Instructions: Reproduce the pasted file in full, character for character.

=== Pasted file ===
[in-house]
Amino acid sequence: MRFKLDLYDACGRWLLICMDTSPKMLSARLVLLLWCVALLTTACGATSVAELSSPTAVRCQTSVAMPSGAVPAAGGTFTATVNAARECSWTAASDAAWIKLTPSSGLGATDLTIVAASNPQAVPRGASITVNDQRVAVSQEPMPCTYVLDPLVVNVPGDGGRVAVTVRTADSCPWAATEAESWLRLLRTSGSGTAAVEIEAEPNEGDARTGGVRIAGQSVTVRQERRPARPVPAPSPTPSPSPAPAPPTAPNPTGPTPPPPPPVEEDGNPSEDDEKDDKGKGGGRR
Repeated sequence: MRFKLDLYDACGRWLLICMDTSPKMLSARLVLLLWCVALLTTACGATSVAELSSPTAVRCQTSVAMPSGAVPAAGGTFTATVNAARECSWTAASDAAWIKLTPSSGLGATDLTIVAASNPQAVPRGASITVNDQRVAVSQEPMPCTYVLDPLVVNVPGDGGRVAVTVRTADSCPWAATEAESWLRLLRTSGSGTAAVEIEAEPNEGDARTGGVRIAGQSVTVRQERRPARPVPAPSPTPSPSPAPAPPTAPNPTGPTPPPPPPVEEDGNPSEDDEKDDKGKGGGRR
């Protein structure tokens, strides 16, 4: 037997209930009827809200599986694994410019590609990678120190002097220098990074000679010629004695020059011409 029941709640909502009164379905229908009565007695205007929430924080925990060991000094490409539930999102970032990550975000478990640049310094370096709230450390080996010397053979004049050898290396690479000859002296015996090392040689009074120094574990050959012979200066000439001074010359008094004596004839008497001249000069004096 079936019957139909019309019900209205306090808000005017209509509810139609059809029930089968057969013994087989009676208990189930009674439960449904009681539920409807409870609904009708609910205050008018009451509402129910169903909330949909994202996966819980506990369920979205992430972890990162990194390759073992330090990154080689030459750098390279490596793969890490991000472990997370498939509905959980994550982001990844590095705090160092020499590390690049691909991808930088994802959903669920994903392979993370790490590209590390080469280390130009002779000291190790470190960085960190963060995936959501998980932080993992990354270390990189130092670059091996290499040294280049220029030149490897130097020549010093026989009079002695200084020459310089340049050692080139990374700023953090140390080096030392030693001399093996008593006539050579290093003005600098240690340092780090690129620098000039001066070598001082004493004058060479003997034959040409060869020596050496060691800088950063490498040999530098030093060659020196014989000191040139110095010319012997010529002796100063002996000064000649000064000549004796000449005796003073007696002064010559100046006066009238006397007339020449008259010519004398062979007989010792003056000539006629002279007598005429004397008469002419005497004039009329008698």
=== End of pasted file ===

[in-house]
Amino acid sequence: MRFKLDLYDACGRWLLICMDTSPKMLSARLVLLLWCVALLTTACGATSVAELSSPTAVRCQTSVAMPSGAVPAAGGTFTATVNAARECSWTAASDAAWIKLTPSSGLGATDLTIVAASNPQAVPRGASITVNDQRVAVSQEPMPCTYVLDPLVVNVPGDGGRVAVTVRTADSCPWAATEAESWLRLLRTSGSGTAAVEIEAEPNEGDARTGGVRIAGQSVTVRQERRPARPVPAPSPTPSPSPAPAPPTAPNPTGPTPPPPPPVEEDGNPSEDDEKDDKGKGGGRR
Repeated sequence: MRFKLDLYDACGRWLLICMDTSPKMLSARLVLLLWCVALLTTACGATSVAELSSPTAVRCQTSVAMPSGAVPAAGGTFTATVNAARECSWTAASDAAWIKLTPSSGLGATDLTIVAASNPQAVPRGASITVNDQRVAVSQEPMPCTYVLDPLVVNVPGDGGRVAVTVRTADSCPWAATEAESWLRLLRTSGSGTAAVEIEAEPNEGDARTGGVRIAGQSVTVRQERRPARPVPAPSPTPSPSPAPAPPTAPNPTGPTPPPPPPVEEDGNPSEDDEKDDKGKGGGRR
């Protein structure tokens, strides 16, 4: 037997209930009827809200599986694994410019590609990678120190002097220098990074000679010629004695020059011409 029941709640909502009164379905229908009565007695205007929430924080925990060991000094490409539930999102970032990550975000478990640049310094370096709230450390080996010397053979004049050898290396690479000859002296015996090392040689009074120094574990050959012979200066000439001074010359008094004596004839008497001249000069004096 079936019957139909019309019900209205306090808000005017209509509810139609059809029930089968057969013994087989009676208990189930009674439960449904009681539920409807409870609904009708609910205050008018009451509402129910169903909330949909994202996966819980506990369920979205992430972890990162990194390759073992330090990154080689030459750098390279490596793969890490991000472990997370498939509905959980994550982001990844590095705090160092020499590390690049691909991808930088994802959903669920994903392979993370790490590209590390080469280390130009002779000291190790470190960085960190963060995936959501998980932080993992990354270390990189130092670059091996290499040294280049220029030149490897130097020549010093026989009079002695200084020459310089340049050692080139990374700023953090140390080096030392030693001399093996008593006539050579290093003005600098240690340092780090690129620098000039001066070598001082004493004058060479003997034959040409060869020596050496060691800088950063490498040999530098030093060659020196014989000191040139110095010319012997010529002796100063002996000064000649000064000549004796000449005796003073007696002064010559100046006066009238006397007339020449008259010519004398062979007989010792003056000539006629002279007598005429004397008469002419005497004039009329008698």